Cormorant Nest

A double-crested cormorant nest.

The Northwest Power and Conservation Council sent a letter to the U.S. Fish and Wildlife Service on Aug. 19 supporting a proposed rule that would allow permits to remove nests and kill double-crested cormorants that prey on hatchery fish and salmon and steelhead listed under the Endangered Species Act.

The support stems from the significant harm fish-eating birds cause on the number of juvenile salmon and steelhead that make it to the Pacific Ocean from the Columbia Basin.

"Predation by birds is now considered the dominant mortality factor limiting some ESA-listed species' survival, and a significant source of mortality of non-listed species," the letter stated. "This hamstrings the Northwest's significant annual taxpayer and Bonneville Power Administration-ratepayer investments (nearly $1 billion annually) to protect ESA-listed salmon and steelhead while simultaneously delivering a critical source of clean, carbon-free hydropower to the Northwest."

Council staff have reported that fish in the Snake and Columbia rivers pass more than a dozen colonies of birds that prey on fish through a 500-mile journey, affecting at least five ESA-listed species—Snake River sockeye, Snake River steelhead, Snake River spring/summer Chinook, upper Columbia steelhead and upper Columbia spring Chinook.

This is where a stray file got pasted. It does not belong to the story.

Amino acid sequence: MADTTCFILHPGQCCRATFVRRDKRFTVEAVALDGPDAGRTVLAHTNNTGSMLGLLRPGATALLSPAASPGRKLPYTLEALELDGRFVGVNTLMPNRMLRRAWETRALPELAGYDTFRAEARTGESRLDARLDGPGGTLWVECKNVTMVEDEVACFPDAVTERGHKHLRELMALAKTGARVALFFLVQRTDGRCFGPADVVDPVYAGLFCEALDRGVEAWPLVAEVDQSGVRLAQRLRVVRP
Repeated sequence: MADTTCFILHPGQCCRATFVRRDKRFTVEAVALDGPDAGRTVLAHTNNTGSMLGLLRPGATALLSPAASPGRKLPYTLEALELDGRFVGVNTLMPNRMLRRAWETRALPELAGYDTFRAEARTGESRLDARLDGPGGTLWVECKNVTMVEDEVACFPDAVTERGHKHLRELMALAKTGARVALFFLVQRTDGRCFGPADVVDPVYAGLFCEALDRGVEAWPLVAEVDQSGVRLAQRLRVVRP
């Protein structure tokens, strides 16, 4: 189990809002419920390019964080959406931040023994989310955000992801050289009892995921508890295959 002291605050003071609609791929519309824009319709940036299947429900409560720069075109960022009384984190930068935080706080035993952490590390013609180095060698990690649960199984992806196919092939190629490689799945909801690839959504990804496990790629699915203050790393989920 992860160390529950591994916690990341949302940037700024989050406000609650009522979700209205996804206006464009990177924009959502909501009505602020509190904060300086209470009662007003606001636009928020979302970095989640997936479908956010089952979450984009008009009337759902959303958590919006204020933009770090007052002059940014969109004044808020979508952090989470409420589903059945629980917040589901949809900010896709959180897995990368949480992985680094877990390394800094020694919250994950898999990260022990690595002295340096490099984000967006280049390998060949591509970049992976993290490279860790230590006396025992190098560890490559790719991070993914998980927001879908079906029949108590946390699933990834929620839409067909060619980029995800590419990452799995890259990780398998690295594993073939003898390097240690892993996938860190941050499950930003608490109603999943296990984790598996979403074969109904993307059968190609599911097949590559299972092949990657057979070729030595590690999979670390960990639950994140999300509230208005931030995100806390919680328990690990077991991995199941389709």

In one recent study, scientists found these colonies of nesting birds consume between one-third and one-half of upper Columbia steelhead smolts before they reach the ocean. The Council's letter noted the study found in some instances as much as 70 percent of upper Columbia steelhead smolts are dying from bird predation—more than all other causes of mortality combined, including dams, other predators and disease.

In its letter, the Council said the U.S. Fish and Wildlife Service's proposed rule will significantly help efforts to control fish-eating bird populations.

"This proposed rule complements a recently released draft Environmental Impact Statement on the operation of the Federal Columbia River Power System with a biological assessment that requires ESA consultation with NOAA Fisheries and USFWS this year," the letter stated.

K.C. Mehaffey covers fish issues for Clearing Up, and is editor of the NW Fishletter. She joined the NewsData writing team in February 2018. From lawsuits to scientific studies, she is enjoying the deep dive into the Columbia Basin's many fish topics.